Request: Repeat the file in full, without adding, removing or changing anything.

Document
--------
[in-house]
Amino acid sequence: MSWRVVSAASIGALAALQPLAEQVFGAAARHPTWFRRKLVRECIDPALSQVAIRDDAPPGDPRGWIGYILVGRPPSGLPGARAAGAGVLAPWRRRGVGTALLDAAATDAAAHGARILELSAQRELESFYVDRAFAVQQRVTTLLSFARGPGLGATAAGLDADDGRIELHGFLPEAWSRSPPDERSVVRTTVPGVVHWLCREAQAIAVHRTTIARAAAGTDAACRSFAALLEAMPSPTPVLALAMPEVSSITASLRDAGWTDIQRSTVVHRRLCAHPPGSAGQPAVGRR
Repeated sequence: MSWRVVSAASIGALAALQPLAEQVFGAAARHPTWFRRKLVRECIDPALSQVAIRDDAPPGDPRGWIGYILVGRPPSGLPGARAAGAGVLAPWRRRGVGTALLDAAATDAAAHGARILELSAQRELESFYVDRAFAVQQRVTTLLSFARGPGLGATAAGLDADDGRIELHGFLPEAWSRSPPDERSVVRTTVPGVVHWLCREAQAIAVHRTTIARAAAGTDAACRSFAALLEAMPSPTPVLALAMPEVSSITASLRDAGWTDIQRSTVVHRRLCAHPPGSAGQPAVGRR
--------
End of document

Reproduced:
[in-house]
Amino acid sequence: MSWRVVSAASIGALAALQPLAEQVFGAAARHPTWFRRKLVRECIDPALSQVAIRDDAPPGDPRGWIGYILVGRPPSGLPGARAAGAGVLAPWRRRGVGTALLDAAATDAAAHGARILELSAQRELESFYVDRAFAVQQRVTTLLSFARGPGLGATAAGLDADDGRIELHGFLPEAWSRSPPDERSVVRTTVPGVVHWLCREAQAIAVHRTTIARAAAGTDAACRSFAALLEAMPSPTPVLALAMPEVSSITASLRDAGWTDIQRSTVVHRRLCAHPPGSAGQPAVGRR
Repeated sequence: MSWRVVSAASIGALAALQPLAEQVFGAAARHPTWFRRKLVRECIDPALSQVAIRDDAPPGDPRGWIGYILVGRPPSGLPGARAAGAGVLAPWRRRGVGTALLDAAATDAAAHGARILELSAQRELESFYVDRAFAVQQRVTTLLSFARGPGLGATAAGLDADDGRIELHGFLPEAWSRSPPDERSVVRTTVPGVVHWLCREAQAIAVHRTTIARAAAGTDAACRSFAALLEAMPSPTPVLALAMPEVSSITASLRDAGWTDIQRSTVVHRRLCAHPPGSAGQPAVGRR